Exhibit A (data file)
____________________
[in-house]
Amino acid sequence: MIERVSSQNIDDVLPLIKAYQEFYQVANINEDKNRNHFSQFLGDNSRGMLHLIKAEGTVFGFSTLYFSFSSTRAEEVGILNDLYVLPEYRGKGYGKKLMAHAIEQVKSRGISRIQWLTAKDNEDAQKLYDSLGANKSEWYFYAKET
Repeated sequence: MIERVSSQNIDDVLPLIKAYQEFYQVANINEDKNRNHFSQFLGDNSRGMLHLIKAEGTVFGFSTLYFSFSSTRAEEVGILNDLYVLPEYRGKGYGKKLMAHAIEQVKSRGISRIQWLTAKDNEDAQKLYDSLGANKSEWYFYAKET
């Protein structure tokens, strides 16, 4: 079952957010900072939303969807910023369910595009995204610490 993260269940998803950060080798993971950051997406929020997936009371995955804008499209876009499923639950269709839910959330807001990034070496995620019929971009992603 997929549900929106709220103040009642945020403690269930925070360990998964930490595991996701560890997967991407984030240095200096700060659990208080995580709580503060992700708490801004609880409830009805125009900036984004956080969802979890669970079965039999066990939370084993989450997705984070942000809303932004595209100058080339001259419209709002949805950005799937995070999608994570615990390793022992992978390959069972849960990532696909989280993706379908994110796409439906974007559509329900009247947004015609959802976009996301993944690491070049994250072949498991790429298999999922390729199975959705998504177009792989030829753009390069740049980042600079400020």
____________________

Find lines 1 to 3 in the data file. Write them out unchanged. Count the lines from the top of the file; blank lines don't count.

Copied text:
[in-house]
Amino acid sequence: MIERVSSQNIDDVLPLIKAYQEFYQVANINEDKNRNHFSQFLGDNSRGMLHLIKAEGTVFGFSTLYFSFSSTRAEEVGILNDLYVLPEYRGKGYGKKLMAHAIEQVKSRGISRIQWLTAKDNEDAQKLYDSLGANKSEWYFYAKET
Repeated sequence: MIERVSSQNIDDVLPLIKAYQEFYQVANINEDKNRNHFSQFLGDNSRGMLHLIKAEGTVFGFSTLYFSFSSTRAEEVGILNDLYVLPEYRGKGYGKKLMAHAIEQVKSRGISRIQWLTAKDNEDAQKLYDSLGANKSEWYFYAKET